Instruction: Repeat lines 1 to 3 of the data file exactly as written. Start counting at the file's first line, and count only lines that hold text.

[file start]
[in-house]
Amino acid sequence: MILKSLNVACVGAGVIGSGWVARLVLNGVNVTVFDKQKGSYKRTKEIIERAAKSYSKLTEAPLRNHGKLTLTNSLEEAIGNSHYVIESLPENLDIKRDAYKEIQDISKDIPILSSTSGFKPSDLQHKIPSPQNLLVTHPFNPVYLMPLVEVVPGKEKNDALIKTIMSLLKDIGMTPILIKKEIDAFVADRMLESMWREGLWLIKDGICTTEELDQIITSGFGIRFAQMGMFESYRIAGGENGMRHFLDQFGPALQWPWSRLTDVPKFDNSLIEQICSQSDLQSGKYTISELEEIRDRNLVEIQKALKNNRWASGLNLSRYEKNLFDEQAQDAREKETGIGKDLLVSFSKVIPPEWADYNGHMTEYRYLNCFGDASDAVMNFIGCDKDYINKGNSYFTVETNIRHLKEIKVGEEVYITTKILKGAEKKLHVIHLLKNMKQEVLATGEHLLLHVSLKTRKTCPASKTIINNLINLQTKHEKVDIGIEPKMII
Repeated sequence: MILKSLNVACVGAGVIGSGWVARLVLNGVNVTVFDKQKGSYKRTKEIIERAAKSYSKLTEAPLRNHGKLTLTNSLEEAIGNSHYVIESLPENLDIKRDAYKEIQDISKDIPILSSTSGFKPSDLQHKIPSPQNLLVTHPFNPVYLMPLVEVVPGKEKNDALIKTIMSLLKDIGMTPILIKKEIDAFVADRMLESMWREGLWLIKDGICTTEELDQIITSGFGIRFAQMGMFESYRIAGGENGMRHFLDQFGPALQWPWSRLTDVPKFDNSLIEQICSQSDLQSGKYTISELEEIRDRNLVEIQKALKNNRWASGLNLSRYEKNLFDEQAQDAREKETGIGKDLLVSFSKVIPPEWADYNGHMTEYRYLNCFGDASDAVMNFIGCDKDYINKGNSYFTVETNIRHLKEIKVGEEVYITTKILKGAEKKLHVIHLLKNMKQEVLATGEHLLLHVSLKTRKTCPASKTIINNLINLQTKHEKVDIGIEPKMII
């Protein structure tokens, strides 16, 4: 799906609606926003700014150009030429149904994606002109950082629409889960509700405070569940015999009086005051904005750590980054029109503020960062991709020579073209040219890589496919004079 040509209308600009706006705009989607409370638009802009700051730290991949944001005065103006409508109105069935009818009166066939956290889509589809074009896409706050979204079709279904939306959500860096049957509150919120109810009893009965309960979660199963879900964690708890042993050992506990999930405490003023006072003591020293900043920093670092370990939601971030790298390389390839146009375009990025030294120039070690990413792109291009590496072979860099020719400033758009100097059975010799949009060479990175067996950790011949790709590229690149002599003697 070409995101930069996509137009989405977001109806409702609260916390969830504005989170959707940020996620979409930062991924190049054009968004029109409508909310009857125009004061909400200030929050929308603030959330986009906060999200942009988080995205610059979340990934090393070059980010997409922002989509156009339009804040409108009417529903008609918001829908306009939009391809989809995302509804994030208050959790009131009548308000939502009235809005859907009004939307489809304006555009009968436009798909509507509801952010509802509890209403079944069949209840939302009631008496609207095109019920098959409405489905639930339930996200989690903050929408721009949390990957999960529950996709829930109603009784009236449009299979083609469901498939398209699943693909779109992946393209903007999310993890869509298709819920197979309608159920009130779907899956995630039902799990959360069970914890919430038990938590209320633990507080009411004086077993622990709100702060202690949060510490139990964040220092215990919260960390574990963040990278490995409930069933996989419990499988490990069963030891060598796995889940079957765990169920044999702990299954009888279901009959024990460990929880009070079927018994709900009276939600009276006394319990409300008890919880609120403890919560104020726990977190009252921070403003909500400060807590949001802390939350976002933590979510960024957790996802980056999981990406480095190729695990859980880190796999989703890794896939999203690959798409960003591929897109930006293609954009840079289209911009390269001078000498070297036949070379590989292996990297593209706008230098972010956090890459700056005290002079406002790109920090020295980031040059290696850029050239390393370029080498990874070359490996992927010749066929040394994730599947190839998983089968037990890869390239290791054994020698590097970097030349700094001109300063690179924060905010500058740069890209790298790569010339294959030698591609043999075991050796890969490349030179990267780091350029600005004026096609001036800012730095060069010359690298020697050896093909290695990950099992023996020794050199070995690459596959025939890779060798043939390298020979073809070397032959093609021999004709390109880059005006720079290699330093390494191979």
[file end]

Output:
[in-house]
Amino acid sequence: MILKSLNVACVGAGVIGSGWVARLVLNGVNVTVFDKQKGSYKRTKEIIERAAKSYSKLTEAPLRNHGKLTLTNSLEEAIGNSHYVIESLPENLDIKRDAYKEIQDISKDIPILSSTSGFKPSDLQHKIPSPQNLLVTHPFNPVYLMPLVEVVPGKEKNDALIKTIMSLLKDIGMTPILIKKEIDAFVADRMLESMWREGLWLIKDGICTTEELDQIITSGFGIRFAQMGMFESYRIAGGENGMRHFLDQFGPALQWPWSRLTDVPKFDNSLIEQICSQSDLQSGKYTISELEEIRDRNLVEIQKALKNNRWASGLNLSRYEKNLFDEQAQDAREKETGIGKDLLVSFSKVIPPEWADYNGHMTEYRYLNCFGDASDAVMNFIGCDKDYINKGNSYFTVETNIRHLKEIKVGEEVYITTKILKGAEKKLHVIHLLKNMKQEVLATGEHLLLHVSLKTRKTCPASKTIINNLINLQTKHEKVDIGIEPKMII
Repeated sequence: MILKSLNVACVGAGVIGSGWVARLVLNGVNVTVFDKQKGSYKRTKEIIERAAKSYSKLTEAPLRNHGKLTLTNSLEEAIGNSHYVIESLPENLDIKRDAYKEIQDISKDIPILSSTSGFKPSDLQHKIPSPQNLLVTHPFNPVYLMPLVEVVPGKEKNDALIKTIMSLLKDIGMTPILIKKEIDAFVADRMLESMWREGLWLIKDGICTTEELDQIITSGFGIRFAQMGMFESYRIAGGENGMRHFLDQFGPALQWPWSRLTDVPKFDNSLIEQICSQSDLQSGKYTISELEEIRDRNLVEIQKALKNNRWASGLNLSRYEKNLFDEQAQDAREKETGIGKDLLVSFSKVIPPEWADYNGHMTEYRYLNCFGDASDAVMNFIGCDKDYINKGNSYFTVETNIRHLKEIKVGEEVYITTKILKGAEKKLHVIHLLKNMKQEVLATGEHLLLHVSLKTRKTCPASKTIINNLINLQTKHEKVDIGIEPKMII